Fantastic Factories is really taking off on Kickstarter, and the creators have been kind enough to provide a fully-functional version of the game on Tabletopia to try out. The game involves constructing a city of buildings manned by robots to manufacture goods, honor the science gods, or create more resources.
Stand Out Features
Simplified, but Interesting Drafting: While the game isn't a deckbuilder it does have the "store" mechanic of a deckbuilder where you take a card from a line of blueprints. This is made a bit more interesting because if none of the cards appeal to you, you can instead discard a card to activate a special worker on a separate draft line. This can be a difficult decision to make because there's a lot of factors going into which card you're going to pick or activate.
Simultaneous Gameplay: After you've picked a card, all players now enter a simultaneous phase where you roll dice and take actions on your board. Yes, it's quite possible to cheat, but I like the idea of all players doing this section on their own. It dramatically speeds up gameplay, but it does have a cost (we'll have more on that cost below.)
Dice as Workers: We've seen this in many great games before (Alien Frontiers, Kingsburg), but this is probably the lightest implementation of this mechanic I've seen. It works really well here. You have a simple set of 3 starting options to place your dice, but you can build buildings that give you more dice slots later. This is a neat idea, and works well.
What We Liked
Fantastic Factories is about as light as Machi Koro (1.55 / 5 Complexity rating on BGG), but it has a strategic depth that definitely exceeds Machi Koro. It's tough to make a game that is both light, and has a good layer of depth, but I think Fantastic Factories succeeds at this. The decisions you make are meaningful, and because you can always spend a die to draw a card, you always have something useful to do on your turns.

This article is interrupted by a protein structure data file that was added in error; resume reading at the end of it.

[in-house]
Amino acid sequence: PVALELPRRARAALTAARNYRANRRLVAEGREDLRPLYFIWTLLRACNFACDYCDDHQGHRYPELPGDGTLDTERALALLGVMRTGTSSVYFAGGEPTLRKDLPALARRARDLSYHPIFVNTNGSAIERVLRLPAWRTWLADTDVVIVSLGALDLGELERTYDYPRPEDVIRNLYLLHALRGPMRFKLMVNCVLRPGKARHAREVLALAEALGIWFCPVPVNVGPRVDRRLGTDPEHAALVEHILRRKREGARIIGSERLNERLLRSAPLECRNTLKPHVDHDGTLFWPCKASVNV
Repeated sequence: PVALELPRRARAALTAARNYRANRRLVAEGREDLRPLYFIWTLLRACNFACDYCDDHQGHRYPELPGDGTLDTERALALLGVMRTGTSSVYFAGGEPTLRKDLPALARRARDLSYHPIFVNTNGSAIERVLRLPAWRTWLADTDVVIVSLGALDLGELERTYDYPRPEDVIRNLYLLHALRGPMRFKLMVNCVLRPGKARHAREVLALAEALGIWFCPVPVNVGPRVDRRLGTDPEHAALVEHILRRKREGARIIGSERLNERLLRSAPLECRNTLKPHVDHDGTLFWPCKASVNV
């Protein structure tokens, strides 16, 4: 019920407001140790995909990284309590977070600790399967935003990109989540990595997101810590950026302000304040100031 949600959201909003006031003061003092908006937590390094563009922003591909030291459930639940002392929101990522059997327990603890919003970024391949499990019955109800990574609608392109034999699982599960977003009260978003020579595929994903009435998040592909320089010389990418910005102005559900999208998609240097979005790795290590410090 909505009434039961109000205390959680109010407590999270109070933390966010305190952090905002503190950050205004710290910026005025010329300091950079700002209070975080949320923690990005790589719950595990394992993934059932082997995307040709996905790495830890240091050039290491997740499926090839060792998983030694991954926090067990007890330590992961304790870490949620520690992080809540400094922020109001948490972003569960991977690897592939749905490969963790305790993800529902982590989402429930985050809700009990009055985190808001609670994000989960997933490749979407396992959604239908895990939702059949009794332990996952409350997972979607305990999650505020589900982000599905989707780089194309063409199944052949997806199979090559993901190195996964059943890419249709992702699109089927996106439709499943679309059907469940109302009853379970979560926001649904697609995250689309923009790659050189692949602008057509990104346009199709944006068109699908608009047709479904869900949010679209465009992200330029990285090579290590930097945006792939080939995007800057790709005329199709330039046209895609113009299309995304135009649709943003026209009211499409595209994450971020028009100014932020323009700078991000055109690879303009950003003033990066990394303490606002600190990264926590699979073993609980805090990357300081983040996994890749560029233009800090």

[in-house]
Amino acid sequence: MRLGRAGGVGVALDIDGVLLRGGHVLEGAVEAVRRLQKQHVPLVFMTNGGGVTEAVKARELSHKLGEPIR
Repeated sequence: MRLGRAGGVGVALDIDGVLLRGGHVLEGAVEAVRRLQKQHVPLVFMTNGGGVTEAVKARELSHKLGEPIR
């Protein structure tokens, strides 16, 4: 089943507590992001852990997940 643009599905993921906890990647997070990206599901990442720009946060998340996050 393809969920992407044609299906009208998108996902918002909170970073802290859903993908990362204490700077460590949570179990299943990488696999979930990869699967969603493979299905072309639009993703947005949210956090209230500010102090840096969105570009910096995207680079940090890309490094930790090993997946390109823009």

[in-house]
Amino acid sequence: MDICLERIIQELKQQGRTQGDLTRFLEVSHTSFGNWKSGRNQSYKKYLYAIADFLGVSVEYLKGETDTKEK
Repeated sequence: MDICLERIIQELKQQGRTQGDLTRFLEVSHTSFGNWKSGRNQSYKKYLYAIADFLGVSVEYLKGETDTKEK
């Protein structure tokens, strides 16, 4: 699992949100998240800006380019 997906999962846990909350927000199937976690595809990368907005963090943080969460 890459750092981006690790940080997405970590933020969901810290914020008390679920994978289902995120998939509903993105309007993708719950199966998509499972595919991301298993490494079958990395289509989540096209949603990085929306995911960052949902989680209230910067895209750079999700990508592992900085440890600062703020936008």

The other interesting thing about the game are the variety of buildings. The buildings' powers are nothing revolutionary, they are basically simple versions of the ones you would see in Alien Frontiers, but I really liked having the ability to focus on powers you want, building a simple engine to score victory points.
What Could Be Improved
The major problem with the game is there is a complete lack of player interaction. The only time you interact with another player is when you activate one of the special worker cards that requires you to pick an opponent to give resources.
This lack of Player Interaction makes me think this would have been a fine solo game, but the solo rules are a bit too simple. You are basically racing against a turn timer to get to a moderately variable amount of VP before your time runs out. On the other hand, this lack of player interaction, is what allows for the simultaneous gameplay, that we liked.
Finally, the worker cards are too repetitive. There isn't enough variety among them, and you frequently see duplicates of the same worker in the buy row. Unfortunately, it doesn't appear more workers are part of the Kickstarter stretch goals (only component upgrades are offered.)
Notes on the Tabletopia Version
The Tabletopia version is quite a good adaptation, some care has been taken in placing the components within reach of all players and nearly nicely-labeled bags. We did see a small bug where some cards were incorrectly identified as smaller than other cards, so this makes them sit unevenly in your hand.
Time To Learn: Watching a 10 minute how to play video.
Price: Free on Tabletopia. There is also a Print-And-Play version still available on the Kickstarter.
The Kickstarter: https://www.kickstarter.com/projects/1602062107/fantastic-factories-a-dice-placement-engine-buildi
Kickstarter Verdict: Fantastic Factories has a lot going for it, but I already have too many games that fill this exact spot in my collection (light strategy/dice placement.) It's very good if Alien Frontiers is too heavy for you, but we love Alien Frontiers, so we decided to pass on this Kickstarter.
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